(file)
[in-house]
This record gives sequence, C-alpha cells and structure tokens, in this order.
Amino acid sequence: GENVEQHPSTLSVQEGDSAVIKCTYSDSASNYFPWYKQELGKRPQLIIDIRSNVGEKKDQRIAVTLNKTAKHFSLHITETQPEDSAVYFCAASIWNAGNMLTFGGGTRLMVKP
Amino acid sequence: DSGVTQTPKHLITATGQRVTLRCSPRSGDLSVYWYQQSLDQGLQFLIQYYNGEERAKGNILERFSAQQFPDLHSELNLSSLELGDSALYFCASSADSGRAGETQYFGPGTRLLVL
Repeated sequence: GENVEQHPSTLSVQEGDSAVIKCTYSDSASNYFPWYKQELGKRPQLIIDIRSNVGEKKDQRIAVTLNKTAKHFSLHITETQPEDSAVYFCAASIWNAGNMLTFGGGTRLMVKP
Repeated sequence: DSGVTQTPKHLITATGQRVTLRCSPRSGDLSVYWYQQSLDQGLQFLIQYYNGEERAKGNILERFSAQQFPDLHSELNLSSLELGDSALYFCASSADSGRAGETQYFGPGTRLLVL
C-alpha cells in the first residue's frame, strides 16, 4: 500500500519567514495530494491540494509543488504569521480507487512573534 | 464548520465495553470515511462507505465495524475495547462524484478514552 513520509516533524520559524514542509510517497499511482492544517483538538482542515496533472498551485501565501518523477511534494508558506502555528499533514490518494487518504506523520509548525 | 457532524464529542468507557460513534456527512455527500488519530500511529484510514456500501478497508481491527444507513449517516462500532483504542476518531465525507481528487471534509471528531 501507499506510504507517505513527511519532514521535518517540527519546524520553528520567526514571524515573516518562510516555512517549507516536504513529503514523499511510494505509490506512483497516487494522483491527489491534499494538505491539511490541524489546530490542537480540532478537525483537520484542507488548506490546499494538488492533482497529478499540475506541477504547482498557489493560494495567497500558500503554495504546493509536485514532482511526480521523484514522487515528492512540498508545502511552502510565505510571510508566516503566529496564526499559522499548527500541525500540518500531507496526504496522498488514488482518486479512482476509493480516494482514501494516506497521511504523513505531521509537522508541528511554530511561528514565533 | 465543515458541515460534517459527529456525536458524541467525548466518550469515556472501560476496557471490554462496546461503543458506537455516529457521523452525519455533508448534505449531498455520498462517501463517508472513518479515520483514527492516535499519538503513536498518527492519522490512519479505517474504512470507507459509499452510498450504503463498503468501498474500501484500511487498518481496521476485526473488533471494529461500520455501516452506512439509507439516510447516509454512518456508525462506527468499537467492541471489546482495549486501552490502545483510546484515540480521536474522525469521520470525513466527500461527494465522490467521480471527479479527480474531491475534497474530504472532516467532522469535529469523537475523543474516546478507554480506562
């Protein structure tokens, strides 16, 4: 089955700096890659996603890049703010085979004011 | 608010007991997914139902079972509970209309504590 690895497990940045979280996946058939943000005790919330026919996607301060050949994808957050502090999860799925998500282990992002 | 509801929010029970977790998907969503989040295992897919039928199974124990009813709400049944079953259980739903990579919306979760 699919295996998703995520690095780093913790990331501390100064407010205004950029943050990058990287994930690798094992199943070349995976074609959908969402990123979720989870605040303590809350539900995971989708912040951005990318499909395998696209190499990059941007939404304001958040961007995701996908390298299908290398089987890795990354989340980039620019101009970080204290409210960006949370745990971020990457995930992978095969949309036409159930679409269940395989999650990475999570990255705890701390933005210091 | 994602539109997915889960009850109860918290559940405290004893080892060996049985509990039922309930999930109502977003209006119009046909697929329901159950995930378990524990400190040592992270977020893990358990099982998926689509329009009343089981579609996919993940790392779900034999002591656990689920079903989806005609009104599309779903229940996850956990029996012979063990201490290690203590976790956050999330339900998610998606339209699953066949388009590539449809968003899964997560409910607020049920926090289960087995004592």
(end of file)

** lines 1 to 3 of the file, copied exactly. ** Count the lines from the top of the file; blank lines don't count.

[in-house]
This record gives sequence, C-alpha cells and structure tokens, in this order.
Amino acid sequence: GENVEQHPSTLSVQEGDSAVIKCTYSDSASNYFPWYKQELGKRPQLIIDIRSNVGEKKDQRIAVTLNKTAKHFSLHITETQPEDSAVYFCAASIWNAGNMLTFGGGTRLMVKP